University of Otago psychological scientist Dr Tamlin Conner spreads the word on the benefits of eating more fruit and vegetables. Photo by Stephen Jaquiery.
A new study suggests food changes mood and that eating fruit
and vegetables each day helps keep the blues away.
Eating more fruit and vegetables may make young people
calmer, happier and more energetic in their daily life, the
University of Otago research indicates. Otago psychology
department researcher Dr Tamlin Conner, and Dr Caroline
Horwath and Bonnie White, both of the Otago human nutrition
department, explored the relationship between day-to-day
emotions and eating.
The study, which analysed the consumption of food, and of a
wide range of fruit and of vegetables, including carrots, was
published in the British Journal of Health Psychology
The results showed a strong day-to-day relationship between
more positive mood and higher fruit and vegetable
''On days when people ate more fruits and vegetables, they
reported feeling calmer, happier and more energetic than they
normally did,'' Dr Conner said.
She was ''excited about the findings'', which added to a
''really interesting and growing research area'', exploring
links between food consumption and mood.
A total of 281 young adults, with a mean age of 20, completed
an internet-based daily food diary for 21 consecutive days,
rating how they felt and indicating what they had eaten that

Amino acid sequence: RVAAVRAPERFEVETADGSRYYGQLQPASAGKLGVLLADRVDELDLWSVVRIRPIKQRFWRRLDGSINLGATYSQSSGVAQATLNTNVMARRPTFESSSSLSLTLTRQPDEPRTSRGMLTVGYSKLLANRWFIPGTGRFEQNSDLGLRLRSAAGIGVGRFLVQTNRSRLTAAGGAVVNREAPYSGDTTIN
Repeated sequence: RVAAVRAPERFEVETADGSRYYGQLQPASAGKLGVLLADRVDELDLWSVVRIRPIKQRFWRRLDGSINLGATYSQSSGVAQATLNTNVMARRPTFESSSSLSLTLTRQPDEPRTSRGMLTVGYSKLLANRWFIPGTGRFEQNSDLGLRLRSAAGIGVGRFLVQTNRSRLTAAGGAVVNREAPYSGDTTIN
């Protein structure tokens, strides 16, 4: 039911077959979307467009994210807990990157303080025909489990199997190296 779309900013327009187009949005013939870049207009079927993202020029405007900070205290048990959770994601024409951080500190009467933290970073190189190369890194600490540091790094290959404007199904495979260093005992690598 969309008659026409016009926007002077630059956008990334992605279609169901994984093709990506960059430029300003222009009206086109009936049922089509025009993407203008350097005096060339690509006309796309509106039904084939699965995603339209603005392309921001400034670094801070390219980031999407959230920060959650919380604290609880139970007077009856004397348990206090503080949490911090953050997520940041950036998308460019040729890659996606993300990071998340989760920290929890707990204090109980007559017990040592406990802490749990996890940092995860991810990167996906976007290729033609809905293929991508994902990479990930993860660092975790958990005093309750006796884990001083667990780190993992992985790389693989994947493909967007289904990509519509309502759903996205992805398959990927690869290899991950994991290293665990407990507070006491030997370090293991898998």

day. They were asked to report the number of servings eaten
of fruit - excluding fruit juice and dried fruit -
vegetables, excluding juices, and of several kinds of
unhealthy foods, such as biscuits or cookies, potato chips
and cakes or muffins.
Later analysis showed young people would need to eat about
''seven or eight total servings of fruits and vegetables per
day to notice a meaningful positive change''. One serving of
fruit or vegetables was about the ''size that could fit in
your palm, or half a cup''. Her co-author Ms White suggested
this could be done ''by making half your plate at each meal
vegetables, and snacking on whole fruit, like apples'', Dr
Conner said. She emphasised she was not suggesting dietary
change as an alternative treatment for depression.
But there was ''growing recognition'' that eating more fruit
and vegetables provided benefits for both physical and mental
Choosing to each more fruit and vegetables was ''one small
thing that we can do''.